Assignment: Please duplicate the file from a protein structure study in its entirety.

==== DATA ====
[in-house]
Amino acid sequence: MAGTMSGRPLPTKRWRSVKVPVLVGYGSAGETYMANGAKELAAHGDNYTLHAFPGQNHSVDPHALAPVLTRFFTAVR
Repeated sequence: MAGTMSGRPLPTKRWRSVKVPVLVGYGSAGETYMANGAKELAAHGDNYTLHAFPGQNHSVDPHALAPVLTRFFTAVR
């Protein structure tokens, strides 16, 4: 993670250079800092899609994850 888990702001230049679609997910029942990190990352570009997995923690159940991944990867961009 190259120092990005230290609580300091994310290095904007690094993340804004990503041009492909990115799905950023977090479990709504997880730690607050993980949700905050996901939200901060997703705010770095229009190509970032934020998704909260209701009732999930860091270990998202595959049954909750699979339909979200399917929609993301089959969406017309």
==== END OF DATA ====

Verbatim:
[in-house]
Amino acid sequence: MAGTMSGRPLPTKRWRSVKVPVLVGYGSAGETYMANGAKELAAHGDNYTLHAFPGQNHSVDPHALAPVLTRFFTAVR
Repeated sequence: MAGTMSGRPLPTKRWRSVKVPVLVGYGSAGETYMANGAKELAAHGDNYTLHAFPGQNHSVDPHALAPVLTRFFTAVR
């Protein structure tokens, strides 16, 4: 993670250079800092899609994850 888990702001230049679609997910029942990190990352570009997995923690159940991944990867961009 190259120092990005230290609580300091994310290095904007690094993340804004990503041009492909990115799905950023977090479990709504997880730690607050993980949700905050996901939200901060997703705010770095229009190509970032934020998704909260209701009732999930860091270990998202595959049954909750699979339909979200399917929609993301089959969406017309």